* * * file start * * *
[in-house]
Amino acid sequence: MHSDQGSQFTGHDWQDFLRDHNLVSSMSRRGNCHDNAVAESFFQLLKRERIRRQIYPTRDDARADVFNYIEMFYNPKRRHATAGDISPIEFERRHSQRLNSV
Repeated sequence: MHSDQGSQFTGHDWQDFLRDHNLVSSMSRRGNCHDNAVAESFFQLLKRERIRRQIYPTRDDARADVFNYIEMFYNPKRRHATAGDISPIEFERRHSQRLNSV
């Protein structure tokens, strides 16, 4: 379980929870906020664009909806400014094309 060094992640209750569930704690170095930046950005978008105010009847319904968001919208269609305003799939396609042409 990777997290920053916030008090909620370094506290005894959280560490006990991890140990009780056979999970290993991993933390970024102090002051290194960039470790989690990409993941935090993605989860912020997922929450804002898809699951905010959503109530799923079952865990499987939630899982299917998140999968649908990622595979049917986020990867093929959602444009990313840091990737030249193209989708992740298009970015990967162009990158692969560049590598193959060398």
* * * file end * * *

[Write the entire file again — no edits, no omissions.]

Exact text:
[in-house]
Amino acid sequence: MHSDQGSQFTGHDWQDFLRDHNLVSSMSRRGNCHDNAVAESFFQLLKRERIRRQIYPTRDDARADVFNYIEMFYNPKRRHATAGDISPIEFERRHSQRLNSV
Repeated sequence: MHSDQGSQFTGHDWQDFLRDHNLVSSMSRRGNCHDNAVAESFFQLLKRERIRRQIYPTRDDARADVFNYIEMFYNPKRRHATAGDISPIEFERRHSQRLNSV
């Protein structure tokens, strides 16, 4: 379980929870906020664009909806400014094309 060094992640209750569930704690170095930046950005978008105010009847319904968001919208269609305003799939396609042409 990777997290920053916030008090909620370094506290005894959280560490006990991890140990009780056979999970290993991993933390970024102090002051290194960039470790989690990409993941935090993605989860912020997922929450804002898809699951905010959503109530799923079952865990499987939630899982299917998140999968649908990622595979049917986020990867093929959602444009990313840091990737030249193209989708992740298009970015990967162009990158692969560049590598193959060398």